SOCI 620: Quantitative Methods 2

Location Onliine
Time Winter 2021, Tue and Thu 4:05–5:25pm
Instructor Peter McMahan
(
Office hours Wednesdays 1:30–3:00pm (via Zoom)
Lab sessions TBA
Syllabus https://soci620.netlify.com/

Description

As the second of two courses in the quantitative methods sequence, this class will introduce students to statistical techniques that extend and diverge from standard multivariate regression models. To this end, the course will have two main goals. First, students will become familiar with a range of quantitative methods common in social science research. Methodological topics will include generalized linear models for predicting categorical, ordered, and count data, multilevel/hierarchical linear models, and strategies for analyzing time-series and panel data. Students will learn to critically interpret these methods as they are used in the literature, and to utilize the methods for their own research.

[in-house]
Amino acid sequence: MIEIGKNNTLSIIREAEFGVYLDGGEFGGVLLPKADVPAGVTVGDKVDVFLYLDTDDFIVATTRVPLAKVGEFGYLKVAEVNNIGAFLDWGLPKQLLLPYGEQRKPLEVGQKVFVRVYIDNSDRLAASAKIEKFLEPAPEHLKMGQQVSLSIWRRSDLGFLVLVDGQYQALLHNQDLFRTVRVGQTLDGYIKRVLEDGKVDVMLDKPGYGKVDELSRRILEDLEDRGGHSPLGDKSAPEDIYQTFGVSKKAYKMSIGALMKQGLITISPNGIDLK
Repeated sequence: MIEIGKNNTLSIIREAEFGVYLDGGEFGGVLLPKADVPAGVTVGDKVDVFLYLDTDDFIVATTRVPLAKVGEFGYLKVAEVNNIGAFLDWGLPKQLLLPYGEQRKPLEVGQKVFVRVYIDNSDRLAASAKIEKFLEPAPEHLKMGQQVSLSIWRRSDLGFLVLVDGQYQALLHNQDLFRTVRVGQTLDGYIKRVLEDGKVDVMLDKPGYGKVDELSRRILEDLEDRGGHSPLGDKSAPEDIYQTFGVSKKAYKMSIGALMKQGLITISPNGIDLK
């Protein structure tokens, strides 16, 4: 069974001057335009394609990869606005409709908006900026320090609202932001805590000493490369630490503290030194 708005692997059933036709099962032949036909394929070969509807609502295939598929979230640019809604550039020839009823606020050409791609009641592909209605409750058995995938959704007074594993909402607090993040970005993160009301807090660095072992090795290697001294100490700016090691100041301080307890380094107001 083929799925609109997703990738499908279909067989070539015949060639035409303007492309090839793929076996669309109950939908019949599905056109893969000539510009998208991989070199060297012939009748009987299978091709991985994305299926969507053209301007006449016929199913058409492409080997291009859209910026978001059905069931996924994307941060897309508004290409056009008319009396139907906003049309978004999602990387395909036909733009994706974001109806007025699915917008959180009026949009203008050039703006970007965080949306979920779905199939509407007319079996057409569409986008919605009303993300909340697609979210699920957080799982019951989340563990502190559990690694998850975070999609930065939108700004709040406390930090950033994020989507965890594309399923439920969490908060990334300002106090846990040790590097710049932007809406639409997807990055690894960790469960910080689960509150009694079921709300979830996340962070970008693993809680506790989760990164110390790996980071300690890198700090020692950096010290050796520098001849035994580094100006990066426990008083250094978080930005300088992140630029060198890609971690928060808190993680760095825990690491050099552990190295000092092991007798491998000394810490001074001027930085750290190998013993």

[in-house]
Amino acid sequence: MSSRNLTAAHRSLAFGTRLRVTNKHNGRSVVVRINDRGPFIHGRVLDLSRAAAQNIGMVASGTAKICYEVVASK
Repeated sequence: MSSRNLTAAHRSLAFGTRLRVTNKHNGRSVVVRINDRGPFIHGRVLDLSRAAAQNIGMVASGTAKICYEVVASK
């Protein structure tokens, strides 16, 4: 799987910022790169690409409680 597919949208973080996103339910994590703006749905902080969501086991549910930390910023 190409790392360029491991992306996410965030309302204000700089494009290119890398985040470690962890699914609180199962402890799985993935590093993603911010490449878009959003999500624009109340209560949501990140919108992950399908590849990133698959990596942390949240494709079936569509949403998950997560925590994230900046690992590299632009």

The second goal of the course will be to provide students with an overarching framework to understand the methods we discuss as well as techniques they may encounter elsewhere. Instruction will therefore focus on a probabilistic interpretation of statistical models through a Bayesian lens. In addition to fostering a strong understanding of statistical dependence and parameter covariance, this approach will unify the methods we cover and enable students to build interpretable, theory-driven models of their own.

Requirements

Students are expected to be familiar with the readings, engage in discussions (in-class and/or online), complete assignments, and prepare an independent research project.